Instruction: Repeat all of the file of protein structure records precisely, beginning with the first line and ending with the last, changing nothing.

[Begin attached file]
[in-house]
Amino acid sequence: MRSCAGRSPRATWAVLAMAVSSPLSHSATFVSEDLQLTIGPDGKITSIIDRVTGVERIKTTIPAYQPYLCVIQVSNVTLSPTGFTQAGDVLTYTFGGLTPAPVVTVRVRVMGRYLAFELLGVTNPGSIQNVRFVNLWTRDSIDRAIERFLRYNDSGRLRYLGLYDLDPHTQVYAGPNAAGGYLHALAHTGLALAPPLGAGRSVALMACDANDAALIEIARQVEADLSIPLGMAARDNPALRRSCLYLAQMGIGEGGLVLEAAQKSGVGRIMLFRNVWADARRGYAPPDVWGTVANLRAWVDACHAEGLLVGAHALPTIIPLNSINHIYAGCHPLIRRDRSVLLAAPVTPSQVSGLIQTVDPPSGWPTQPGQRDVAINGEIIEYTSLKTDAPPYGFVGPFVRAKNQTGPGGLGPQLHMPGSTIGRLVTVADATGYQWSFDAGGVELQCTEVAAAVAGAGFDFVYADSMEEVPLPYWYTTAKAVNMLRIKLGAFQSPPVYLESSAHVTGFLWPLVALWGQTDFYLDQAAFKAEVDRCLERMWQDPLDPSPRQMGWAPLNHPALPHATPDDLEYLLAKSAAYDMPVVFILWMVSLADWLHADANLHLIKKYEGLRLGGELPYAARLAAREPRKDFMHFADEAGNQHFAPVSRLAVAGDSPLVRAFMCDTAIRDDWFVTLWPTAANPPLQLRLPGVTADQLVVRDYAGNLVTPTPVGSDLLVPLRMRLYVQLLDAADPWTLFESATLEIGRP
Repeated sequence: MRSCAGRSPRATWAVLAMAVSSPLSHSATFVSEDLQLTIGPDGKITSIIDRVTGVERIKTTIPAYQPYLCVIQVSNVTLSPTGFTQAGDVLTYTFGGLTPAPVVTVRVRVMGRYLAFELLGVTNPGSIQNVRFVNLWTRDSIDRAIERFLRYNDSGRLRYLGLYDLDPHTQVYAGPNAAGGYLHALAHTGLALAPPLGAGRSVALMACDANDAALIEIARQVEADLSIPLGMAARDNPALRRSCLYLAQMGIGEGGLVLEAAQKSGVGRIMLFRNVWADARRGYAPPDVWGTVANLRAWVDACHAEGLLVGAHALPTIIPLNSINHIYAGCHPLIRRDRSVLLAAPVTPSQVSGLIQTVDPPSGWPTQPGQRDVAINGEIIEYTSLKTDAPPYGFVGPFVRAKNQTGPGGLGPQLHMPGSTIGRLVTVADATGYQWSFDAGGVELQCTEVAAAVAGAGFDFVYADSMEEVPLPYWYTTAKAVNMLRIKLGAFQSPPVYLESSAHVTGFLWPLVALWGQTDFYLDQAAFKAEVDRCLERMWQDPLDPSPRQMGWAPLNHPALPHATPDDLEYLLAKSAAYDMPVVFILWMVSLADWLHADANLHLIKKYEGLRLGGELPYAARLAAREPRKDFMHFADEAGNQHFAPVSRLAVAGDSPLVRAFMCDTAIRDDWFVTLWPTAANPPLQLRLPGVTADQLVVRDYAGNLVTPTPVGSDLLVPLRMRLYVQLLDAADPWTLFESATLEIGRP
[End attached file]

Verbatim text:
[in-house]
Amino acid sequence: MRSCAGRSPRATWAVLAMAVSSPLSHSATFVSEDLQLTIGPDGKITSIIDRVTGVERIKTTIPAYQPYLCVIQVSNVTLSPTGFTQAGDVLTYTFGGLTPAPVVTVRVRVMGRYLAFELLGVTNPGSIQNVRFVNLWTRDSIDRAIERFLRYNDSGRLRYLGLYDLDPHTQVYAGPNAAGGYLHALAHTGLALAPPLGAGRSVALMACDANDAALIEIARQVEADLSIPLGMAARDNPALRRSCLYLAQMGIGEGGLVLEAAQKSGVGRIMLFRNVWADARRGYAPPDVWGTVANLRAWVDACHAEGLLVGAHALPTIIPLNSINHIYAGCHPLIRRDRSVLLAAPVTPSQVSGLIQTVDPPSGWPTQPGQRDVAINGEIIEYTSLKTDAPPYGFVGPFVRAKNQTGPGGLGPQLHMPGSTIGRLVTVADATGYQWSFDAGGVELQCTEVAAAVAGAGFDFVYADSMEEVPLPYWYTTAKAVNMLRIKLGAFQSPPVYLESSAHVTGFLWPLVALWGQTDFYLDQAAFKAEVDRCLERMWQDPLDPSPRQMGWAPLNHPALPHATPDDLEYLLAKSAAYDMPVVFILWMVSLADWLHADANLHLIKKYEGLRLGGELPYAARLAAREPRKDFMHFADEAGNQHFAPVSRLAVAGDSPLVRAFMCDTAIRDDWFVTLWPTAANPPLQLRLPGVTADQLVVRDYAGNLVTPTPVGSDLLVPLRMRLYVQLLDAADPWTLFESATLEIGRP
Repeated sequence: MRSCAGRSPRATWAVLAMAVSSPLSHSATFVSEDLQLTIGPDGKITSIIDRVTGVERIKTTIPAYQPYLCVIQVSNVTLSPTGFTQAGDVLTYTFGGLTPAPVVTVRVRVMGRYLAFELLGVTNPGSIQNVRFVNLWTRDSIDRAIERFLRYNDSGRLRYLGLYDLDPHTQVYAGPNAAGGYLHALAHTGLALAPPLGAGRSVALMACDANDAALIEIARQVEADLSIPLGMAARDNPALRRSCLYLAQMGIGEGGLVLEAAQKSGVGRIMLFRNVWADARRGYAPPDVWGTVANLRAWVDACHAEGLLVGAHALPTIIPLNSINHIYAGCHPLIRRDRSVLLAAPVTPSQVSGLIQTVDPPSGWPTQPGQRDVAINGEIIEYTSLKTDAPPYGFVGPFVRAKNQTGPGGLGPQLHMPGSTIGRLVTVADATGYQWSFDAGGVELQCTEVAAAVAGAGFDFVYADSMEEVPLPYWYTTAKAVNMLRIKLGAFQSPPVYLESSAHVTGFLWPLVALWGQTDFYLDQAAFKAEVDRCLERMWQDPLDPSPRQMGWAPLNHPALPHATPDDLEYLLAKSAAYDMPVVFILWMVSLADWLHADANLHLIKKYEGLRLGGELPYAARLAAREPRKDFMHFADEAGNQHFAPVSRLAVAGDSPLVRAFMCDTAIRDDWFVTLWPTAANPPLQLRLPGVTADQLVVRDYAGNLVTPTPVGSDLLVPLRMRLYVQLLDAADPWTLFESATLEIGRP